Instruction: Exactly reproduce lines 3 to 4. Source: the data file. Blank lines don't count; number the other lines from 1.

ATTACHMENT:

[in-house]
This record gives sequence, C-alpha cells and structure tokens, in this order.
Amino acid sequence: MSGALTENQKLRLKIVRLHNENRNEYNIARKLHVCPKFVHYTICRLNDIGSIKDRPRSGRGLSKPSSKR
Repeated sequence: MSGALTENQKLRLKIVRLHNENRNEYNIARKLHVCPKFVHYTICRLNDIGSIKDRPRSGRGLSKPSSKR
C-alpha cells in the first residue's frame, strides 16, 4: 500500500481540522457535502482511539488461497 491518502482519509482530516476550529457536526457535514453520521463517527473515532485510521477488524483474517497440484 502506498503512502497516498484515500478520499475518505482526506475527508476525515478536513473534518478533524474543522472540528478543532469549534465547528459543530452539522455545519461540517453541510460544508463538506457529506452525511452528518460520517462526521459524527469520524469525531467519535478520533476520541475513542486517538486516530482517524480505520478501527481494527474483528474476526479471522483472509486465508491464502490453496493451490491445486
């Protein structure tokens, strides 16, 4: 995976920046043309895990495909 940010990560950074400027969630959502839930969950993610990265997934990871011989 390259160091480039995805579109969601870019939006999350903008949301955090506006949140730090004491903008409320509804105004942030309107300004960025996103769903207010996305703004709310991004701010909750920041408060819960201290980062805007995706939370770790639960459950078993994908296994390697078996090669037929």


Amino acid sequence: MSGALTENQKLRLKIVRLHNENRNEYNIARKLHVCPKFVHYTICRLNDIGSIKDRPRSGRGLSKPSSKR
Repeated sequence: MSGALTENQKLRLKIVRLHNENRNEYNIARKLHVCPKFVHYTICRLNDIGSIKDRPRSGRGLSKPSSKR